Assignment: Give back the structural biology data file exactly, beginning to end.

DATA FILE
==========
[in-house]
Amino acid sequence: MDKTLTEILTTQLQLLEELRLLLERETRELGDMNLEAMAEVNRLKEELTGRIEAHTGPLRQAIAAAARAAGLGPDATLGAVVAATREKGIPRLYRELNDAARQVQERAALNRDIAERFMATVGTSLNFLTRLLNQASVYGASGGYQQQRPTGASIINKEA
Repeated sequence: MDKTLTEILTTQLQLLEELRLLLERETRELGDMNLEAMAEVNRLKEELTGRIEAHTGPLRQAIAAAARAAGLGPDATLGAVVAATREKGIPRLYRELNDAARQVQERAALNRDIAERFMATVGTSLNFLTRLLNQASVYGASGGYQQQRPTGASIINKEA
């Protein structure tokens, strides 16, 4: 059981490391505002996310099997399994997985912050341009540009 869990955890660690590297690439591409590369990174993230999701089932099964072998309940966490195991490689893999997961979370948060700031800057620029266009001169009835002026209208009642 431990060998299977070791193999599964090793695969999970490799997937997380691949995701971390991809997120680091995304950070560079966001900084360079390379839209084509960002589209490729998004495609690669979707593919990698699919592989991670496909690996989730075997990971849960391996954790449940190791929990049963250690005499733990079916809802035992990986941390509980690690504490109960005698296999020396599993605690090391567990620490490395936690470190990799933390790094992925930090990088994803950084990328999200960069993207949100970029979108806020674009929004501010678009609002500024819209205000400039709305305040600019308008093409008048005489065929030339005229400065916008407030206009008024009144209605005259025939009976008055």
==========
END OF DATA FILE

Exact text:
[in-house]
Amino acid sequence: MDKTLTEILTTQLQLLEELRLLLERETRELGDMNLEAMAEVNRLKEELTGRIEAHTGPLRQAIAAAARAAGLGPDATLGAVVAATREKGIPRLYRELNDAARQVQERAALNRDIAERFMATVGTSLNFLTRLLNQASVYGASGGYQQQRPTGASIINKEA
Repeated sequence: MDKTLTEILTTQLQLLEELRLLLERETRELGDMNLEAMAEVNRLKEELTGRIEAHTGPLRQAIAAAARAAGLGPDATLGAVVAATREKGIPRLYRELNDAARQVQERAALNRDIAERFMATVGTSLNFLTRLLNQASVYGASGGYQQQRPTGASIINKEA
């Protein structure tokens, strides 16, 4: 059981490391505002996310099997399994997985912050341009540009 869990955890660690590297690439591409590369990174993230999701089932099964072998309940966490195991490689893999997961979370948060700031800057620029266009001169009835002026209208009642 431990060998299977070791193999599964090793695969999970490799997937997380691949995701971390991809997120680091995304950070560079966001900084360079390379839209084509960002589209490729998004495609690669979707593919990698699919592989991670496909690996989730075997990971849960391996954790449940190791929990049963250690005499733990079916809802035992990986941390509980690690504490109960005698296999020396599993605690090391567990620490490395936690470190990799933390790094992925930090990088994803950084990328999200960069993207949100970029979108806020674009929004501010678009609002500024819209205000400039709305305040600019308008093409008048005489065929030339005229400065916008407030206009008024009144209605005259025939009976008055």